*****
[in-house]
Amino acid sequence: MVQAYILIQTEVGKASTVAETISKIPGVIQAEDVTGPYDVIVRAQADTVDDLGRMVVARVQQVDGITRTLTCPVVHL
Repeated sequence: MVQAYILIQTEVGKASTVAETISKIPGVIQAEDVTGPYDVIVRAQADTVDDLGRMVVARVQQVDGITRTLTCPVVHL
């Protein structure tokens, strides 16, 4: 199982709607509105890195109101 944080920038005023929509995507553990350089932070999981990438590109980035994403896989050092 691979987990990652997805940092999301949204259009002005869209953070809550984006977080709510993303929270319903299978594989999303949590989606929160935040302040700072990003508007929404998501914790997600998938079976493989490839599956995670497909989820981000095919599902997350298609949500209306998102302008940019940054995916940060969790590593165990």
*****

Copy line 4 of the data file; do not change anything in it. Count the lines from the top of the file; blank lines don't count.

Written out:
């Protein structure tokens, strides 16, 4: 199982709607509105890195109101 944080920038005023929509995507553990350089932070999981990438590109980035994403896989050092 691979987990990652997805940092999301949204259009002005869209953070809550984006977080709510993303929270319903299978594989999303949590989606929160935040302040700072990003508007929404998501914790997600998938079976493989490839599956995670497909989820981000095919599902997350298609949500209306998102302008940019940054995916940060969790590593165990």